Tips From the Pros

Food Plots

There is a number of variations to this procedure, but below is what I have found works darn good for me. Remember to check the back of your seed bag for planting times according to your location.

After you have chosen your plot location, the first thing you need to do is take a soil sample from a number of different spots. You can either take that sample to your local mill, send it out and have it tested, or use a water kit. There are also pH meters that you can buy that are quick and easy to use. Either way, it will tell you what to apply in order to get the pH level where it needs to be.

The next step is to spray the field with a herbicide to kill off all the weeds. This step may need to be done twice to get them all. Normally it takes 7-10 days for the herbicide to do its job. When your weeds are all killed off, work the ground until it is good and loose. This can be accomplished with a plow, disc, or a rototiller. You may have to go over your plot multiple times depending on the ground. After your plot has been turned over, you need to apply the correct fertilizer or lime, according to what your pH test showed and disc it into the soil.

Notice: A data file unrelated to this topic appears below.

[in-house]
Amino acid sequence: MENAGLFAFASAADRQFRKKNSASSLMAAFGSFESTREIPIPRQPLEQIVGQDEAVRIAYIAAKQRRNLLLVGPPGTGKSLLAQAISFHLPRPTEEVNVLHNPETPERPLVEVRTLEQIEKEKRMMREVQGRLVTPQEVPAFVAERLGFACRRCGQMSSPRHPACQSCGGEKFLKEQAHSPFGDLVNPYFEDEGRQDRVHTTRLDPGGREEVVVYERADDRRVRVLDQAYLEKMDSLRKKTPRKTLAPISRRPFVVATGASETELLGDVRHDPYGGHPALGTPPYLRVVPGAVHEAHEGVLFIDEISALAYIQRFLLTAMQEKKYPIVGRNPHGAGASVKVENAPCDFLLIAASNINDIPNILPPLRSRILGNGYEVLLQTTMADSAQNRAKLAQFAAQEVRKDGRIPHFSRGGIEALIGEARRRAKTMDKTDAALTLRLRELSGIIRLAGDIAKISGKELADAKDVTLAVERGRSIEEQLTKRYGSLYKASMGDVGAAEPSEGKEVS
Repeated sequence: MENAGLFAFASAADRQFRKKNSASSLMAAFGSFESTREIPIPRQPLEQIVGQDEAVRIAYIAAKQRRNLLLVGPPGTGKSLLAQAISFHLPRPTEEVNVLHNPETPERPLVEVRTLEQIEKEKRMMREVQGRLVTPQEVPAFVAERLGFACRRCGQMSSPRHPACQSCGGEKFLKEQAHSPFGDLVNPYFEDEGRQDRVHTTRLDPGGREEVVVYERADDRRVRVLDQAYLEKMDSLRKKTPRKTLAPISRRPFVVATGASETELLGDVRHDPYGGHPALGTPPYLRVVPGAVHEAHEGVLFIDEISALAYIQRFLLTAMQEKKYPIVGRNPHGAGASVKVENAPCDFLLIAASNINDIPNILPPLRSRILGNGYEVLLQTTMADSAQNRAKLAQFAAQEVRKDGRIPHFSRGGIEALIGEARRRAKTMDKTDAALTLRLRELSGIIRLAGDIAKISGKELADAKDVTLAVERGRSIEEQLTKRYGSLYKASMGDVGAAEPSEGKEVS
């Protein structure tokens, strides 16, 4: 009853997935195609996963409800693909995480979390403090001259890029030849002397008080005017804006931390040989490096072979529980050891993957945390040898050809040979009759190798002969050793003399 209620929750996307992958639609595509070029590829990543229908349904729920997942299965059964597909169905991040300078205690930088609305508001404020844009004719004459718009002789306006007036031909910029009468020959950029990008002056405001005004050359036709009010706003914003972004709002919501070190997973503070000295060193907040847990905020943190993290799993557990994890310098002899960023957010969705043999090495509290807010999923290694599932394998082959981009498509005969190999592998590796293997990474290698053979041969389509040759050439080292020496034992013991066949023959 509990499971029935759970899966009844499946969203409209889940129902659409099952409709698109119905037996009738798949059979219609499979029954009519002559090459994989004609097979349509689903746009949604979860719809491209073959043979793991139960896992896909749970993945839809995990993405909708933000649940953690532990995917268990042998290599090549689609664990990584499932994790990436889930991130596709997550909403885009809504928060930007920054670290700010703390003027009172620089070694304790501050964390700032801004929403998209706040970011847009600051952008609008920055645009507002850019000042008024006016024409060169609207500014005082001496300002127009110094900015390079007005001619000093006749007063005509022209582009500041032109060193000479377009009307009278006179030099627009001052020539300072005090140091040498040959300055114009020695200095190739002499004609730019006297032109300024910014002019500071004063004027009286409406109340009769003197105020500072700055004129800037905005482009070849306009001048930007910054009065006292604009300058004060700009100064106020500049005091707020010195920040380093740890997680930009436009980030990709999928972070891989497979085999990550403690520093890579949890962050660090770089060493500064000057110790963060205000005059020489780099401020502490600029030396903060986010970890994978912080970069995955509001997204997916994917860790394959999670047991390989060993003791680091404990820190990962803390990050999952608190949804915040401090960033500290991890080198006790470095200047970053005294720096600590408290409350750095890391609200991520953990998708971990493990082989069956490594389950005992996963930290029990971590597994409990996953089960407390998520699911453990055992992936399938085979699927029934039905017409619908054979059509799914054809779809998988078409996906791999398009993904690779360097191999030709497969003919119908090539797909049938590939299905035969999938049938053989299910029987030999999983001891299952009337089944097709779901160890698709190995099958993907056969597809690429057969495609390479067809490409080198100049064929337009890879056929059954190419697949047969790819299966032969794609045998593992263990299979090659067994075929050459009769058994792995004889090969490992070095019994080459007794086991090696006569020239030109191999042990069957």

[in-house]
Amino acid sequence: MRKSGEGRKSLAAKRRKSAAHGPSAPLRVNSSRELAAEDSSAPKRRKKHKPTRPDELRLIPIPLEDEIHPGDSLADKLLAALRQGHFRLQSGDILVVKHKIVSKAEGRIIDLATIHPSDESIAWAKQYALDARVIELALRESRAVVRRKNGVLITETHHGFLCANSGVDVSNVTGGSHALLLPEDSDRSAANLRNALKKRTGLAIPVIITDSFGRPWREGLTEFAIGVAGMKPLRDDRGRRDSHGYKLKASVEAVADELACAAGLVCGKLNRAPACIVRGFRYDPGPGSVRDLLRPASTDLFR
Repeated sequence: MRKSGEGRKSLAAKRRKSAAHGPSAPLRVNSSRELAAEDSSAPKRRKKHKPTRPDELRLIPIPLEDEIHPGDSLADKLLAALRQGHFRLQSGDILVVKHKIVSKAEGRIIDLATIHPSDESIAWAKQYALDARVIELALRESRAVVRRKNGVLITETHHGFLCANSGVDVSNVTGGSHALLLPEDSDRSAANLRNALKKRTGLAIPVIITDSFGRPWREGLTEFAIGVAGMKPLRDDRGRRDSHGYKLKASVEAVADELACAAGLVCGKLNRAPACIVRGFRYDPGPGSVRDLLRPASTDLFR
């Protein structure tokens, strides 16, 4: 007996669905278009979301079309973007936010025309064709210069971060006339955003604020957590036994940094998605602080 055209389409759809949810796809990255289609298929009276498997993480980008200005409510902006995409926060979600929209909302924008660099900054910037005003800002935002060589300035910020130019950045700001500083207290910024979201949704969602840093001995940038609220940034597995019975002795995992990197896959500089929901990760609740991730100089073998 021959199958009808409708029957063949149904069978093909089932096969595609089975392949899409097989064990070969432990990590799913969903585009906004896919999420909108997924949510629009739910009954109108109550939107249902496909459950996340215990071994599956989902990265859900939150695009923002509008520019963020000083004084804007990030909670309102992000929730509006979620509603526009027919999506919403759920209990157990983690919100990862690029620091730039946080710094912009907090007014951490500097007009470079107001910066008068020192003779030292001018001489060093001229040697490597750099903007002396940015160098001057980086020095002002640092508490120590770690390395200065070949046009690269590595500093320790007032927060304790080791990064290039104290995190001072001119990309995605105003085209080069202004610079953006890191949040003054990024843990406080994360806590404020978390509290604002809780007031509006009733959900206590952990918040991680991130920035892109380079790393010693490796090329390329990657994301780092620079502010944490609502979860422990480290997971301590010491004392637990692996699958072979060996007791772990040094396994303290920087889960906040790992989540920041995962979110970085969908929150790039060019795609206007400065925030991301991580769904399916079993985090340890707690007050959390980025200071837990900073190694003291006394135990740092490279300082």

Now you are ready for seed. I have found that a hand crank spreader works best to spread the small seed that is typical of food plots. Check your bag of mix and apply seed as directed, making sure you get total coverage. Next, drag your plot to lightly cover the seed. This can be done with something as simple as an old set of bed springs or piece of fence. Most seeds shouldn't be planted very deep, so don't over drag it.

Now is the fun part. Sit back and watch it grow. I hope this helps you grow a great food plot this year. There's nothing better than harvesting an animal over something that you have spent your time and hard earned money on.

Bruce Curtis